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ROLE MODEL

Probing clinical negligence

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Francesca Burchall discusses her varied career in nursing and passion for her current role as a nurse analyst

Francesca burchall

Francesca burchall

“It was intense. There were days at sea when you didn’t have ports to call at and people would queue outside the hospital… Three people died while I was on the ship,” says Francesca Burchall, remembering her time serving around 750 passengers and 250 crew as a nurse on a cruise liner traversing the Mediterranean. Conveniently, Ms Burchall’s time at sea, sailing from port to port, exploring the globe, also serves as a metaphor for her lengthy and varied career.

Since becoming a nurse 27 years ago, she has worked as a surgical nurse, district nurse, practice nurse, nurse specialist on a urology ward, sales rep for several medical companies, sales manager for a coagulation company and, of course, a cruise ship nurse.

”There were days at sea when you didn’t have ports to call at and people would queue outside the hospital”

“Don’t pigeonhole yourself,” she advises new nurses. “Utilise your nursing qualification to your advantage. Use it for different things.” Ms Burchall thinks there is a tendency among many nurses, once they have qualified, to stick to work on a ward or in a specialty, and that’s it – “but you can progress so much by doing different things. Your RGN is a stepping stone to somewhere else.”

This year she started a new role as a nurse analyst on the medical negligence team at Fletchers Solicitors, a job she believes many nurses could learn from. She tells me the best way to describe her role is as a ‘medical detective’. “I review the cases, alongside senior solicitors, and we pass on our medical knowledge of whether there’s a case or not – whether negligence took place. We look at case notes from start to finish. It can be quite lengthy and in depth, but it’s very interesting.” 

“Utilise your nursing qualification to your advantage. Use it for different things.”

The cases Ms Burchall investigates can regard surgical error, incorrect diagnoses and more, and can be against a hospital, GP, pharmacist, optician – any health department. The job has been an eye-opener for Ms Burchall in terms of clinical practice and seeing how simple things, such as communication, can have huge ramifications.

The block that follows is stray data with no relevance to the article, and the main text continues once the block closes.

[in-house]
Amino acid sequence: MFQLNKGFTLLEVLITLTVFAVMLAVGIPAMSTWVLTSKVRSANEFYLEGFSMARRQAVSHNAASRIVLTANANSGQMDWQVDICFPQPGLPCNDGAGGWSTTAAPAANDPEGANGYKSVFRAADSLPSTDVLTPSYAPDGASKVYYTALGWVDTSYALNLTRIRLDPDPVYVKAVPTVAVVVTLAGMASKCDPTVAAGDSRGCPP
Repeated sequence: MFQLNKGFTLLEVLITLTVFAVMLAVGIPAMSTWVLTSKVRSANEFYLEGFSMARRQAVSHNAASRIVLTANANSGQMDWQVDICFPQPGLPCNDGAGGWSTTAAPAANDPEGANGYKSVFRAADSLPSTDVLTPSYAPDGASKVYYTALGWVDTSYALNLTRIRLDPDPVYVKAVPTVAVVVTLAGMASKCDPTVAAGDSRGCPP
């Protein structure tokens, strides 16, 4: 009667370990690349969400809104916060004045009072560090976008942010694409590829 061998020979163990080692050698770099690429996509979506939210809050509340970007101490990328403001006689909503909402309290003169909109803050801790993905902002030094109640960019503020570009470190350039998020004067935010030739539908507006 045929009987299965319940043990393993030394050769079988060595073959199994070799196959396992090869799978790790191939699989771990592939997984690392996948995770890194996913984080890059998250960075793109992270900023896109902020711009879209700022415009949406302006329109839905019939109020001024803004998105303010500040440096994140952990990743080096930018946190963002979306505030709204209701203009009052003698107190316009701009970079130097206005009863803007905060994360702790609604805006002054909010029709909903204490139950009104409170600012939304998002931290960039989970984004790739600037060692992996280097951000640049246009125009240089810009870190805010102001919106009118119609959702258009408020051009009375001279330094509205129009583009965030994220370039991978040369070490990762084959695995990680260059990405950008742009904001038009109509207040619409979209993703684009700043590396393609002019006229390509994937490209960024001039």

“It would be a sensible part of training for nurses to understand negligence,” she says. “How a sequence of events can impact on a patient and their family. It would be good practice to see how medical negligence is evolving and how healthcare staff can improve themselves.”

Two of the most memorable moments in Ms Burchall’s career occurred when she was working in a general practice a couple of years ago. Shortly after her annual CPR training, two people, within a few months, collapsed in the waiting room and needed to be resuscitated. “It was me and the same doctor each time, and we got them back. I remember the paramedics saying on the second occasion, ‘To revive one person is rare; to revive two is outstanding’… It became a running joke in the practice – ‘If anyone collapses, just ring Francesca’.”

“It would be a sensible part of training for nurses to understand negligence,”

On another occasion she noticed an odd-looking lesion on a patient’s leg, and advised her to see a GP, who referred her to a dermatologist. The lesion turned out to be basal cell carcinoma and the patient had to have urgent treatment. “All your training is worthwhile for situations like that,” says Ms Burchall.

Making a difference is clearly important to Ms Burchall. She misses the hands-on care in her new role, but still feels she is able affect clinical care as a nurse analyst by highlighting malpractice and getting the right outcome for clients. However, she stresses that others need to help. “We hear about the same cases again and again… If departments were funded and staffed properly, and all inquiries were taken heed of, we would avoid that.”

www.fletcherssolicitors.co.uk

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